Buildout cofiguration files are nearly always customized to meet the need of the particular Plone installation. At a minimum, the buildout configuration details Plone add ons for the install. It is nearly always additionally customized to meet performance and integration requirements.
You have two available mechanisms for doing this customization in conjunction with Ansible:
You may rely on the buildout skeleton supplied by this playbook. It will allow you to set values for commonly changed options like the egg (Python package) list, ports and cluster client count.
You may supply a git repository specification, including branch or tag, for a buildout directory skeleton. The Plone Ansible Playbook will clone this or pull updates as necessary.
If you choose the git repository strategy, your buildout skeleton must, at a minimum, include a buildout file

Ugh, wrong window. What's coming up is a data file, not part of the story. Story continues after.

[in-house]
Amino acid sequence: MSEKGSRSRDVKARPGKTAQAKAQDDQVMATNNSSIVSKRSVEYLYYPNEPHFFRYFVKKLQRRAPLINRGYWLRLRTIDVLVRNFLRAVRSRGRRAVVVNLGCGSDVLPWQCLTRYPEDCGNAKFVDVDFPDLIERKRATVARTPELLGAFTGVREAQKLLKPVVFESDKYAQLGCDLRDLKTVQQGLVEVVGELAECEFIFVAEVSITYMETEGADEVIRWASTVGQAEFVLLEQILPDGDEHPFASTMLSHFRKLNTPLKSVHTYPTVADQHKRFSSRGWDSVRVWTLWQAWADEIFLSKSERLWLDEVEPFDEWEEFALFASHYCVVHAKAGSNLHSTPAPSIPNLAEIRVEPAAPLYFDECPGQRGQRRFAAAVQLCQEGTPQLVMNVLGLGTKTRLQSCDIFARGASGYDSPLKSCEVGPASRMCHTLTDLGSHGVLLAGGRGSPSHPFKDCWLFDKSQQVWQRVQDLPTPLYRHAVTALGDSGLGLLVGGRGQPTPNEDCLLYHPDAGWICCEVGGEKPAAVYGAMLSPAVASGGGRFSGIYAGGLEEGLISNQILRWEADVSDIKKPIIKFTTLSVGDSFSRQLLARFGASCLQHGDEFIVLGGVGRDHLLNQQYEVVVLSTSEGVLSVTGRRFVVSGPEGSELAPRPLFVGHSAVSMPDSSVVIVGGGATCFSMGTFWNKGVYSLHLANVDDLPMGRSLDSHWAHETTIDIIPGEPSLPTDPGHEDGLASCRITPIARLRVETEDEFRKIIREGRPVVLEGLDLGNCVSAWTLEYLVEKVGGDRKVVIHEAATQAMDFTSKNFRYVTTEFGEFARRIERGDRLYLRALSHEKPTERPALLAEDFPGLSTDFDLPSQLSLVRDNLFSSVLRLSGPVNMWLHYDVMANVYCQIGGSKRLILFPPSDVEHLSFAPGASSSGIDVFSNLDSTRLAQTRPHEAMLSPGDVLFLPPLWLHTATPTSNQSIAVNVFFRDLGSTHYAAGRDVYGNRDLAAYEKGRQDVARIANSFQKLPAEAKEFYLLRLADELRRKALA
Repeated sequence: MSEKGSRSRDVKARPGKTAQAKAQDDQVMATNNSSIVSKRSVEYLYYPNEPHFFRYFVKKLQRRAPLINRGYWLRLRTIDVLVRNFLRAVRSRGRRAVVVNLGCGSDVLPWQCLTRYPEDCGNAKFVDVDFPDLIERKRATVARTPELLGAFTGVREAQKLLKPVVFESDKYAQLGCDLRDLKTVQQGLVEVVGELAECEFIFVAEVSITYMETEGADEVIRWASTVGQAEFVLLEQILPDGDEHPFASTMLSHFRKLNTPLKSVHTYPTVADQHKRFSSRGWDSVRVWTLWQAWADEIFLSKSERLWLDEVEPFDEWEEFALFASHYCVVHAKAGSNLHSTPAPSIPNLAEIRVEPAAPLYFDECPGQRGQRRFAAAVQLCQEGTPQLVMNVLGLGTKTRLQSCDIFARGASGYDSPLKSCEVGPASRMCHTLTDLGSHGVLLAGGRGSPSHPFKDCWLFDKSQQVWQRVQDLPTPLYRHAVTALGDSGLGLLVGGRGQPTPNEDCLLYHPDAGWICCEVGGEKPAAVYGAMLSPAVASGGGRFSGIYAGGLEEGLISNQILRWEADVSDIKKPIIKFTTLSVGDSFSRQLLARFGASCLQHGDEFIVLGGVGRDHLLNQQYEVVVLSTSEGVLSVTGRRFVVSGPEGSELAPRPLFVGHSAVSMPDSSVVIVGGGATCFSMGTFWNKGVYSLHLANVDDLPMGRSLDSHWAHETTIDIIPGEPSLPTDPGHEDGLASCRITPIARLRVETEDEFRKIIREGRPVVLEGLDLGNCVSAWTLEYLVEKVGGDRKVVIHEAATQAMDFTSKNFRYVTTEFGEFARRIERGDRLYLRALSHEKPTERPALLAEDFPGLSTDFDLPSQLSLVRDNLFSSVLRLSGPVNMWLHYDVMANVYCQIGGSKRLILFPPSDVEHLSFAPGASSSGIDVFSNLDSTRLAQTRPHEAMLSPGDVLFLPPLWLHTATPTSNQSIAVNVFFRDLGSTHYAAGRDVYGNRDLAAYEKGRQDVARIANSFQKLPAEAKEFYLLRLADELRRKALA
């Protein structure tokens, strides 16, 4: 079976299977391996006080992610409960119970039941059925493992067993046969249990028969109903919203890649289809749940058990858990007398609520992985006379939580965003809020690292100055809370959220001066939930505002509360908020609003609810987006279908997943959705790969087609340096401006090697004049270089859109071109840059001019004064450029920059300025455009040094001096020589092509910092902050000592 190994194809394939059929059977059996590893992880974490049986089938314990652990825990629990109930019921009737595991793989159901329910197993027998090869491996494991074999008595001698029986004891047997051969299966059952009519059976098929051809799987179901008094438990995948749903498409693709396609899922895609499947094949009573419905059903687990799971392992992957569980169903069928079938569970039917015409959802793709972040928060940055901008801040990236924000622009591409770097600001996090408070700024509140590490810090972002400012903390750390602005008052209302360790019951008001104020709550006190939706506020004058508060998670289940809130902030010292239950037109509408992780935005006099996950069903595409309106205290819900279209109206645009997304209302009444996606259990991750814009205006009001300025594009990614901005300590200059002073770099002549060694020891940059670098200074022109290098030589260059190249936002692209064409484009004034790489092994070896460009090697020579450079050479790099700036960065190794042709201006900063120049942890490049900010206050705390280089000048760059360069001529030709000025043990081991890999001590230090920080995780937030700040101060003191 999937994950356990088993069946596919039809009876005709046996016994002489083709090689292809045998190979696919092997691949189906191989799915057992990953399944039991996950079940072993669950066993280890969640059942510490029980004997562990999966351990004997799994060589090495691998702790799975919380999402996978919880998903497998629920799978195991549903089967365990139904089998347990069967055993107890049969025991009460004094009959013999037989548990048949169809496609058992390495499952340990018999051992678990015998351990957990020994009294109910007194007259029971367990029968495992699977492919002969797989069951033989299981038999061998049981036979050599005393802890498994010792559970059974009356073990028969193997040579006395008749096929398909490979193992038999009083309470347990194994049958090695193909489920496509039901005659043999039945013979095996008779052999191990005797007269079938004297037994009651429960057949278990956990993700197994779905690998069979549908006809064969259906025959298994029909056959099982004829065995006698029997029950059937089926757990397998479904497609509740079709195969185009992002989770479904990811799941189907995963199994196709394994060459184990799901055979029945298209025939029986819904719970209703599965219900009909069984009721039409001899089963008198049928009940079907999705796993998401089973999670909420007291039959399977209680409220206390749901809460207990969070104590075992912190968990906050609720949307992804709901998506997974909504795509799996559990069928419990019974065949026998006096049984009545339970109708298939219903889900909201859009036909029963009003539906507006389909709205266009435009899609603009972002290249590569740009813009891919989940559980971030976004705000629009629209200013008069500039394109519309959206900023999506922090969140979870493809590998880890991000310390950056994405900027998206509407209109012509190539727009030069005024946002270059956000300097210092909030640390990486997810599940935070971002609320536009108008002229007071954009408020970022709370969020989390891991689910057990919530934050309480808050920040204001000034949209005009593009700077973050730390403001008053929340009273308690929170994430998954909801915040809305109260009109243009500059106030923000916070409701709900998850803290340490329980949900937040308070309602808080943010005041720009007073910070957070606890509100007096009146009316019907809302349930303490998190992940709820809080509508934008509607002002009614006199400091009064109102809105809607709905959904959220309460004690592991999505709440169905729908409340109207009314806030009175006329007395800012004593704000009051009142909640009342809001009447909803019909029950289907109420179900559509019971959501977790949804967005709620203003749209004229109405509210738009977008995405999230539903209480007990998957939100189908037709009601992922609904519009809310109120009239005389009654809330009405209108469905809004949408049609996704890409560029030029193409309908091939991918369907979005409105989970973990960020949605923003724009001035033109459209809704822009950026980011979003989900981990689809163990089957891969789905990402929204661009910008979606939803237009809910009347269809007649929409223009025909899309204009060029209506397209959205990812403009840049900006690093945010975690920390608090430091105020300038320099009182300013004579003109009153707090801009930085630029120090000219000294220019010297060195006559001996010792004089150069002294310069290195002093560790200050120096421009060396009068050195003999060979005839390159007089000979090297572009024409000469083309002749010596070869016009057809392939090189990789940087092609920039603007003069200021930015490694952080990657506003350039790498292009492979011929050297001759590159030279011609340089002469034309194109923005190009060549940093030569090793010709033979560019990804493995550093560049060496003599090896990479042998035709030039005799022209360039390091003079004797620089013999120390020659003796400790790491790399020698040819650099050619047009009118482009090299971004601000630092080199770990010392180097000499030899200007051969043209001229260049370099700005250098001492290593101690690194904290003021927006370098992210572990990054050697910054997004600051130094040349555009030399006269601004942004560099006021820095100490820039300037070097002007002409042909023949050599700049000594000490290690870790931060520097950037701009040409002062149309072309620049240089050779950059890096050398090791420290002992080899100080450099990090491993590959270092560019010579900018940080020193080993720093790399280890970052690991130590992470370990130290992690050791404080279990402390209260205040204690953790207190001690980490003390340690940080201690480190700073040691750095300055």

.cfg file. Use
plone_buildout_cfg to set the filename if it’s not
live.cfg. It will also commonly contain a
src/ subdirectory and extra configuration files. It will probably not contain
parts/ directories. Those will typically be excluded in your
plone_buildout_git_repo variable documentation in the Plone Options chapter.
If you use a buildout directory checkout, you must still specify in your Playbook variables the names and listening port numbers of any client parts you wish included in the load balancer configuration. Also specify the name of your ZEO server part if it is not
A sample strategy¶
The Plone Community’s administrative infrastructue team maintains several several servers using the Ansible Playbook. Here’s our strategy: